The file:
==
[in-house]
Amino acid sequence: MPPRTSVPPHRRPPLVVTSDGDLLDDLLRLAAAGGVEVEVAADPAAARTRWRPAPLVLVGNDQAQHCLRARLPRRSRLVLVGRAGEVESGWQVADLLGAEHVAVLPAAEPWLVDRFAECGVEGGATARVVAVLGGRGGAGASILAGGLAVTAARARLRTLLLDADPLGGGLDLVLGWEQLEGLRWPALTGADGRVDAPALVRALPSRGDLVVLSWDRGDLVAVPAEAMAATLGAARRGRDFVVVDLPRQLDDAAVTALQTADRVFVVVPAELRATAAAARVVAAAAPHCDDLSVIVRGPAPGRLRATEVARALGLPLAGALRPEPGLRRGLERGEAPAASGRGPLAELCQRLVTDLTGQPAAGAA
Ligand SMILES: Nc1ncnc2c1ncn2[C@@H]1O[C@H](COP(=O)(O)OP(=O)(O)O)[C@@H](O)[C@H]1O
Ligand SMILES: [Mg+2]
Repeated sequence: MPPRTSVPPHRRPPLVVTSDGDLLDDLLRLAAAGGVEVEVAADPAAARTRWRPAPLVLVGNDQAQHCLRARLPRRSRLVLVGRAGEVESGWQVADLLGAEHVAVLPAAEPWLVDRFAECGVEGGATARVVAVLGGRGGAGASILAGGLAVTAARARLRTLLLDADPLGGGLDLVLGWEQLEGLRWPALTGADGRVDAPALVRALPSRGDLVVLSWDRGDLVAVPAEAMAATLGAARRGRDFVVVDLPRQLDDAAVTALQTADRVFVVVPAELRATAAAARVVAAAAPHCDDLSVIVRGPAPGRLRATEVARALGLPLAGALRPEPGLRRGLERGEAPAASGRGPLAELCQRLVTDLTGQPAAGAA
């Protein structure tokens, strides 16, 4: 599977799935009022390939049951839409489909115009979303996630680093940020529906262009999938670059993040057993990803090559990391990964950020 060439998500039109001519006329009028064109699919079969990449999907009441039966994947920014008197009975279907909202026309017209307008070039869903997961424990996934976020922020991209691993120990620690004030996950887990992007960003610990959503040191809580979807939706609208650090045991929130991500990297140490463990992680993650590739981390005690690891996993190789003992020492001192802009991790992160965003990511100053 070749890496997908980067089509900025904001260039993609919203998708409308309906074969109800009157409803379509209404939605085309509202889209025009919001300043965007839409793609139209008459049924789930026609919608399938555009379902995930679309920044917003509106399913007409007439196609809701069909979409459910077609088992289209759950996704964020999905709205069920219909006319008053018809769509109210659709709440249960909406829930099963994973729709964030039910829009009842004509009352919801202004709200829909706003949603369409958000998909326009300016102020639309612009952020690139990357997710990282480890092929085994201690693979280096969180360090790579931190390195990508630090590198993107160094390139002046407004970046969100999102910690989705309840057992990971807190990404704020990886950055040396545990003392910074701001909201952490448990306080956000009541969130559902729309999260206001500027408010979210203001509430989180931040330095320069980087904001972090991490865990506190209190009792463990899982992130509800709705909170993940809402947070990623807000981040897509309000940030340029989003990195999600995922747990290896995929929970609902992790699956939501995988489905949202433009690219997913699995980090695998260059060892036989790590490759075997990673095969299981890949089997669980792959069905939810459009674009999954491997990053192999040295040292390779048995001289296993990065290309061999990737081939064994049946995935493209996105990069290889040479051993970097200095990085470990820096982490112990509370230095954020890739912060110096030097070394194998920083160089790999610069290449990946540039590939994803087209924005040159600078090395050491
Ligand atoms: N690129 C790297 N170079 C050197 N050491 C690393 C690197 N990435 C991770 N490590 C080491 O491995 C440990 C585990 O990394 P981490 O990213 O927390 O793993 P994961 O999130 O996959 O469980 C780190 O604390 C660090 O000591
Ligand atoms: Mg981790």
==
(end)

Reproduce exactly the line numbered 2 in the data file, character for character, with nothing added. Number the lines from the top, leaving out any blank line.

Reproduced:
Amino acid sequence: MPPRTSVPPHRRPPLVVTSDGDLLDDLLRLAAAGGVEVEVAADPAAARTRWRPAPLVLVGNDQAQHCLRARLPRRSRLVLVGRAGEVESGWQVADLLGAEHVAVLPAAEPWLVDRFAECGVEGGATARVVAVLGGRGGAGASILAGGLAVTAARARLRTLLLDADPLGGGLDLVLGWEQLEGLRWPALTGADGRVDAPALVRALPSRGDLVVLSWDRGDLVAVPAEAMAATLGAARRGRDFVVVDLPRQLDDAAVTALQTADRVFVVVPAELRATAAAARVVAAAAPHCDDLSVIVRGPAPGRLRATEVARALGLPLAGALRPEPGLRRGLERGEAPAASGRGPLAELCQRLVTDLTGQPAAGAA